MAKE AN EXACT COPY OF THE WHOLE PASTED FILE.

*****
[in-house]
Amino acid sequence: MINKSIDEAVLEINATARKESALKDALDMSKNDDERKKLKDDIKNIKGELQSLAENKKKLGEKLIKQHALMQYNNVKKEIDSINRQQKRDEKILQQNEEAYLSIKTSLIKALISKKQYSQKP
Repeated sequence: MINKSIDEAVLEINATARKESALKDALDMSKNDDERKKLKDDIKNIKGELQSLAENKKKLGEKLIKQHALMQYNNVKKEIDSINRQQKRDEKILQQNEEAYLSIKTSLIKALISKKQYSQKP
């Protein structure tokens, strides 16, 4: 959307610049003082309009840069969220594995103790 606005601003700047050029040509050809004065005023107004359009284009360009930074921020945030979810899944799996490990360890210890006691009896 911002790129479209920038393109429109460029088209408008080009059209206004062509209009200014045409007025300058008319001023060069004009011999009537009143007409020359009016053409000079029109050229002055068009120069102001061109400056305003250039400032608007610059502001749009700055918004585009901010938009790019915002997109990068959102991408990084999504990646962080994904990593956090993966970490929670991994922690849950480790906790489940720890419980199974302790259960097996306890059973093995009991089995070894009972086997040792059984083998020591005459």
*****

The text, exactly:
[in-house]
Amino acid sequence: MINKSIDEAVLEINATARKESALKDALDMSKNDDERKKLKDDIKNIKGELQSLAENKKKLGEKLIKQHALMQYNNVKKEIDSINRQQKRDEKILQQNEEAYLSIKTSLIKALISKKQYSQKP
Repeated sequence: MINKSIDEAVLEINATARKESALKDALDMSKNDDERKKLKDDIKNIKGELQSLAENKKKLGEKLIKQHALMQYNNVKKEIDSINRQQKRDEKILQQNEEAYLSIKTSLIKALISKKQYSQKP
């Protein structure tokens, strides 16, 4: 959307610049003082309009840069969220594995103790 606005601003700047050029040509050809004065005023107004359009284009360009930074921020945030979810899944799996490990360890210890006691009896 911002790129479209920038393109429109460029088209408008080009059209206004062509209009200014045409007025300058008319001023060069004009011999009537009143007409020359009016053409000079029109050229002055068009120069102001061109400056305003250039400032608007610059502001749009700055918004585009901010938009790019915002997109990068959102991408990084999504990646962080994904990593956090993966970490929670991994922690849950480790906790489940720890419980199974302790259960097996306890059973093995009991089995070894009972086997040792059984083998020591005459």